Holy Scripture is books written by the Spirit of God through men, sanctified by God, called Prophets and Apostles. These books are commonly termed 'the Bible' (Βίβλος), signifying that these sacred books deserve attention before all others.
Which is more ancient, Holy Tradition or Holy Scripture?
The original, and most ancient instrument for spreading divine revelation is Holy Tradition. From Adam to Moses there were no sacred books. Our Lord Jesus Christ Himself delivered His divine doctrine and ordinances to His disciples by word and example - not by writing. The same method was followed by the Apostles at first, spreading the faith and establishing the Church of Christ. This emphasises the necessity of Tradition. Books can be made available to a small part of mankind, but tradition to all.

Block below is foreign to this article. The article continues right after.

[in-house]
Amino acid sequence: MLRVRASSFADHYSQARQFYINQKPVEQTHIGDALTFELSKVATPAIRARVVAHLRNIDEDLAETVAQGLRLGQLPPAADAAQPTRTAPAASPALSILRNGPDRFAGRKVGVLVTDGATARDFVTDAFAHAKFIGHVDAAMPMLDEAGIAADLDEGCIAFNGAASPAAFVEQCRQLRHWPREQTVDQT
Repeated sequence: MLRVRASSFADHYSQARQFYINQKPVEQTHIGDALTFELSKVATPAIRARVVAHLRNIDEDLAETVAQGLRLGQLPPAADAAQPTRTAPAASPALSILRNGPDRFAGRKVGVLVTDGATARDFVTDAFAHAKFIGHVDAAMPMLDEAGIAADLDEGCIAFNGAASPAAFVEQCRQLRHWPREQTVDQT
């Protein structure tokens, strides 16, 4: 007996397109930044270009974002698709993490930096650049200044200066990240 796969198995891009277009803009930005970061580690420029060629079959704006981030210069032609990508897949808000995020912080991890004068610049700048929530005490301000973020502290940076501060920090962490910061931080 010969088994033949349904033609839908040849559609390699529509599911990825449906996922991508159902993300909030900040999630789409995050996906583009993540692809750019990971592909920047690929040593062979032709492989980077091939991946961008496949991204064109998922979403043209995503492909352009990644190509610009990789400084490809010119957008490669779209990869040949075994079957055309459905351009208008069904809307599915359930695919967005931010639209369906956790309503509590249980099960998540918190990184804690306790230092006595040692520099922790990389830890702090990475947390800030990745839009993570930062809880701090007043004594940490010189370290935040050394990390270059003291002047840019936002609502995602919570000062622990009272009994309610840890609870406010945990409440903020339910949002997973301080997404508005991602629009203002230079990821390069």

'So then, brethren, stand firm and hold to the traditions which you were taught by us, either by word or mouth or by letter.' (2 Thessalonians 2:15)
Through the Holy Scriptures, divine revelation is preserved. We read the words of the Prophets and the Apostles, as if we were living and listening with them.
Why is tradition necessary?
Holy Tradition is what acts as our guide to the right understanding of the Scriptures, and is needed for the right ministration of the Sacraments and the preservation of the sacred rites and liturgical life of the Church.